Now we get to see if the new House Republicans have more backbone than the last lot.
By last count, Republicans lost at least 32 seats in the House in the midterm elections, and U.S. Rep. Nancy Pelosi (D-Calif.) is once again poised to be elected House Speaker. This means all legislation will now have to be worked out between a Democratic House and a Republican Senate led by Senate Majority Leader Mitch McConnell (R-Ky.).
To navigate these new waters in 2019, President Donald Trump has signaled a willingness to negotiate but he must remember that his greatest leverage could come in the House minority if he wishes to plot a more conservative path, writes Robert Romano
Certainly there will be last-minute attempts in the lame duck session to get things done with Republican majorities, which may or may not work. Time is not a luxury. Democrats will believe they can get a better deal in January and will block legislation in the Senate. It’s up to Trump to convince them otherwise.
Looking forward, then, with at least 199 members in the House, Trump and the GOP should have enough votes to sustain any presidential vetoes if they play their cards right. All Trump needs are 145 members who are willing to stand with the President.
It’s how Reagan got tax cuts and defense spending done with a Democratic House in the 1980s, and it’s how Trump can still get things done in 2019.
In “The Art of the Deal,” Trump wrote, “The worst thing you can do in a deal is seem desperate to make it. That makes the other guy smell blood, and then you’re dead.” He was right. It was the major reason why Republicans, besides increasing defense spending, were not able to accomplish much in enacting the President’s agenda — including fully funding and building the southern border wall — despite having majorities in both houses of Congress.
So terrified were Republicans in Congress were of a partial government shutdown, they never even tried to deliver full funding for the wall. It would cost them control of the House, the sage advisors in the D.C. establishment warned.
And therefore the wall was never funded. The government was not shut down. And the House GOP lost the election for the House and their majority anyway. Go figure.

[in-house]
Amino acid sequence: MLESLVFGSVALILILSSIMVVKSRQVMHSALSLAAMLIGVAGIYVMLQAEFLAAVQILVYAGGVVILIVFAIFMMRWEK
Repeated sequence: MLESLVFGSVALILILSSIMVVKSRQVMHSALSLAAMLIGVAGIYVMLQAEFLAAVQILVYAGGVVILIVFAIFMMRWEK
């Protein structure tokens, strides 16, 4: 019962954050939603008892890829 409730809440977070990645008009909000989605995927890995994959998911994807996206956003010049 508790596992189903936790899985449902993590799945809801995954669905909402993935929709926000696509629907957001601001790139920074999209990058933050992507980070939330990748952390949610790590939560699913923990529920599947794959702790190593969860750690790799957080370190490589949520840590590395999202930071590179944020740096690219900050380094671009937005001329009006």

This time, Trump does not have to make that mistake. Instead of relying on a Republican House majority to deliver the wall, he can instead use the art of the veto. He can veto the spending bills until he gets what he wants — as long as one-third of the House is willing to stand with the President and sustain the veto.
As Trump wrote in his book, “The best thing you can do is deal from strength, and leverage is the biggest strength you have. Leverage is having something the other guy wants. Or better yet, needs. Or best of all, simply can’t do without.”
Trump added, “Leverage: don’t make deals without it.” Well, a presidential signature is needed to pass legislation in Congress.
But to get the legislation he wants, the President must be willing to say no deal. Veto the spending bills in 2019. To ratchet up the pressure, Trump and House Republicans could threaten not to provide back pay for federal workers deemed non-essential in a government shutdown situation, but this will require spines of steel by members.
The President should therefore consult with Republican leaders in both chambers on any potential negotiating strategy with Democrats in 2019, but in the end, Trump must be willing to go to bat legislatively for his agenda if he want to see it through.
The first two years of Trump’s term, he relied on outgoing Speaker Paul Ryan (R-Wis.) to deliver key parts of his agenda. That failed, and Republicans arguably lost their House majority because of it. They didn’t fully repeal and replace Obamacare. The wall was not built. Non-defense spending was not cut as in Trump’s proposed budget. And so forth.
It wasn’t all the House’s fault. Obamacare repeal and replace actually passed the House, but it ran into a stone wall in the Senate. Once the late Sen. John McCain (R-Ariz.) voted against the bill, it was done. Still, it was House Republicans who paid the price on Nov. 6. Since then, they certainly did not do much to advance their cause. Where’s the wall?
Trump should be able to leverage that failure now to galvanize House Republicans behind the proposition of sustaining his vetoes. He may have to retool his legislative team at the White House to adjust to the new reality — and to exploit Pelosi’s weak position. If Congress cannot override the veto, Pelosi will have to come to the table to deal on the spending bills. She cannot impose her will on the Senate and the White House, something House Republicans had to painfully learn in 2011 and 2013. Now it’s Democrats’ turn to learn the same lesson.
Robert Romano is the Vice President of Public Policy at Americans for Limited Government.